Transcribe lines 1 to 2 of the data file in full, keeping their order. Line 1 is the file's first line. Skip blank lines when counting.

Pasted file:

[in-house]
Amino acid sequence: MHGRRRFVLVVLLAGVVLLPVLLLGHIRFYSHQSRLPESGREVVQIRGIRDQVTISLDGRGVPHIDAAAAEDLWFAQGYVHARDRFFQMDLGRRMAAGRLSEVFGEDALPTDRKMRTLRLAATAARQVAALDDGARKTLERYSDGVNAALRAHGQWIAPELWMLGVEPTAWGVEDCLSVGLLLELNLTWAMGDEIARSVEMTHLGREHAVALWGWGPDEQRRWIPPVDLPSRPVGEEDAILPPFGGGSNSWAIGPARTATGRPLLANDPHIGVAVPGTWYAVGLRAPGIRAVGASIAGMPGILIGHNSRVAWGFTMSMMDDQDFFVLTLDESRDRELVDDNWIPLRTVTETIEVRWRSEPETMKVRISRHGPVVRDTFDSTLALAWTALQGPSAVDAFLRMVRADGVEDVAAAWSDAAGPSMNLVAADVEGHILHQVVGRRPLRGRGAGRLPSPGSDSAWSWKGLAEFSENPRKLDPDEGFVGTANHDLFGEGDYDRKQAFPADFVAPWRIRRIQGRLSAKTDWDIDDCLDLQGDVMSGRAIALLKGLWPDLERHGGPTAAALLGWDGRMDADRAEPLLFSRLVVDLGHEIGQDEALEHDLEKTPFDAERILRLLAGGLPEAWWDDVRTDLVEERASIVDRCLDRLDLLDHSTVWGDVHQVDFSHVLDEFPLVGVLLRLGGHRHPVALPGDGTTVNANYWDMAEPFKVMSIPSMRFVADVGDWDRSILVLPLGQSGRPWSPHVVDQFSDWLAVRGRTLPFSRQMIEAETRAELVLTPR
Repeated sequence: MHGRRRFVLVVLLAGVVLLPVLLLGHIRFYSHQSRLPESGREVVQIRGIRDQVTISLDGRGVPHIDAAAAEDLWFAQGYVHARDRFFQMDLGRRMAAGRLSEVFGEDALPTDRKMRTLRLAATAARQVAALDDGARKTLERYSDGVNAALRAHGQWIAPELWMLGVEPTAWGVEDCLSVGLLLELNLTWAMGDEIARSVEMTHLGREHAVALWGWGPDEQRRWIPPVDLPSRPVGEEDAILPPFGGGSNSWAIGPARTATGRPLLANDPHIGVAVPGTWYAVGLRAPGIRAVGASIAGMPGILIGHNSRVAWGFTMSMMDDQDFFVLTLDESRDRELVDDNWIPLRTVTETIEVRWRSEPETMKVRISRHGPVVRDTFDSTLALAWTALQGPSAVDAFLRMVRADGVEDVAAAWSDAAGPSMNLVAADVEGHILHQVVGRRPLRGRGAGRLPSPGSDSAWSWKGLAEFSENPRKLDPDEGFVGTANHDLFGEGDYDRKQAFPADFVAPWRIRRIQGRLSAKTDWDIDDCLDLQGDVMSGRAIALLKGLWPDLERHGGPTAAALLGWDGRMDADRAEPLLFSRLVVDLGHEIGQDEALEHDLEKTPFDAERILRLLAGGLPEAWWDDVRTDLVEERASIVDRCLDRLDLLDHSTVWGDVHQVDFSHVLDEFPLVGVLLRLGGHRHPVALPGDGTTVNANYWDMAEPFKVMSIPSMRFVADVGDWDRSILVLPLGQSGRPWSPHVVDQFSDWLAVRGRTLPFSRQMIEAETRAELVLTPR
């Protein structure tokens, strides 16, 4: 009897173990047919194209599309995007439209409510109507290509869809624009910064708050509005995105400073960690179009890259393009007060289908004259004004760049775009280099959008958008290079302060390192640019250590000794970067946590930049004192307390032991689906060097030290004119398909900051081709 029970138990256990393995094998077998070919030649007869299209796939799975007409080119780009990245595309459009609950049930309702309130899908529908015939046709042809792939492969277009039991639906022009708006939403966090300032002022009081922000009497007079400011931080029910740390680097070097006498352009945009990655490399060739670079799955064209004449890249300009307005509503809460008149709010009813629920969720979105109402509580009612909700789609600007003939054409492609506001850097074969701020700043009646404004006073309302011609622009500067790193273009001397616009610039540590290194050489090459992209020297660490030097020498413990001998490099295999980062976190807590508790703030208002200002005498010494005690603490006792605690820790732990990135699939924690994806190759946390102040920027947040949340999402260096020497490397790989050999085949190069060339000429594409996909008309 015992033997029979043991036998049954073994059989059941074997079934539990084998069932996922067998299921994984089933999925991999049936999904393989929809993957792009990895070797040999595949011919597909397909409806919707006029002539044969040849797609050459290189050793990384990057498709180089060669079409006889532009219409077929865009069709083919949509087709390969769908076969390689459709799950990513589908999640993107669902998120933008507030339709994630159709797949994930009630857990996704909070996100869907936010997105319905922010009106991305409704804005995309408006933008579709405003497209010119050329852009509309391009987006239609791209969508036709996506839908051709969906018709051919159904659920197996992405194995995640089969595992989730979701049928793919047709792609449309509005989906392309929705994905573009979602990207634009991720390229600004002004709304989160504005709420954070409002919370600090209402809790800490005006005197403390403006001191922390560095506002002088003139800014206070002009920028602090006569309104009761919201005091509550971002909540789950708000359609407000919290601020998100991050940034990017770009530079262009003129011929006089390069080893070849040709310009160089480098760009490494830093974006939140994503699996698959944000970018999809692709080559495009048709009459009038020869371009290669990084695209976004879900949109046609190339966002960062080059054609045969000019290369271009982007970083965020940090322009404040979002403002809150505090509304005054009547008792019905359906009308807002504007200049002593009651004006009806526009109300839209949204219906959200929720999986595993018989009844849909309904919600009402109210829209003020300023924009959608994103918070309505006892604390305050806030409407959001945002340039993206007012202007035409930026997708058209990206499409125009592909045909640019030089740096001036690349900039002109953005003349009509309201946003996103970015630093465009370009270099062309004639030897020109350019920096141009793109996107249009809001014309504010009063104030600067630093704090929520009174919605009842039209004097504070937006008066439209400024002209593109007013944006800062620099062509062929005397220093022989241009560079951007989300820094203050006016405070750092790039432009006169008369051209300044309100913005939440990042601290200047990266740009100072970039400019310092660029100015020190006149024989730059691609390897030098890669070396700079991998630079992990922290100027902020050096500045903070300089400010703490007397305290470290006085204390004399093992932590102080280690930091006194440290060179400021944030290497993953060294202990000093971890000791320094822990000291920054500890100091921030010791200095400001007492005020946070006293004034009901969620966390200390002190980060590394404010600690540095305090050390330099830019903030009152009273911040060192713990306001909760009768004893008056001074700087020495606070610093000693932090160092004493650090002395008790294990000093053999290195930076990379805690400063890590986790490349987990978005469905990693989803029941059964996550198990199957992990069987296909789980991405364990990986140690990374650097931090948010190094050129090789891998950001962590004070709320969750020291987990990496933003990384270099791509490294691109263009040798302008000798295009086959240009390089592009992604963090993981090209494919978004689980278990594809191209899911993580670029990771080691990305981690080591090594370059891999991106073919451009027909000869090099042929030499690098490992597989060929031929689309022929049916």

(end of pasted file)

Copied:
[in-house]
Amino acid sequence: MHGRRRFVLVVLLAGVVLLPVLLLGHIRFYSHQSRLPESGREVVQIRGIRDQVTISLDGRGVPHIDAAAAEDLWFAQGYVHARDRFFQMDLGRRMAAGRLSEVFGEDALPTDRKMRTLRLAATAARQVAALDDGARKTLERYSDGVNAALRAHGQWIAPELWMLGVEPTAWGVEDCLSVGLLLELNLTWAMGDEIARSVEMTHLGREHAVALWGWGPDEQRRWIPPVDLPSRPVGEEDAILPPFGGGSNSWAIGPARTATGRPLLANDPHIGVAVPGTWYAVGLRAPGIRAVGASIAGMPGILIGHNSRVAWGFTMSMMDDQDFFVLTLDESRDRELVDDNWIPLRTVTETIEVRWRSEPETMKVRISRHGPVVRDTFDSTLALAWTALQGPSAVDAFLRMVRADGVEDVAAAWSDAAGPSMNLVAADVEGHILHQVVGRRPLRGRGAGRLPSPGSDSAWSWKGLAEFSENPRKLDPDEGFVGTANHDLFGEGDYDRKQAFPADFVAPWRIRRIQGRLSAKTDWDIDDCLDLQGDVMSGRAIALLKGLWPDLERHGGPTAAALLGWDGRMDADRAEPLLFSRLVVDLGHEIGQDEALEHDLEKTPFDAERILRLLAGGLPEAWWDDVRTDLVEERASIVDRCLDRLDLLDHSTVWGDVHQVDFSHVLDEFPLVGVLLRLGGHRHPVALPGDGTTVNANYWDMAEPFKVMSIPSMRFVADVGDWDRSILVLPLGQSGRPWSPHVVDQFSDWLAVRGRTLPFSRQMIEAETRAELVLTPR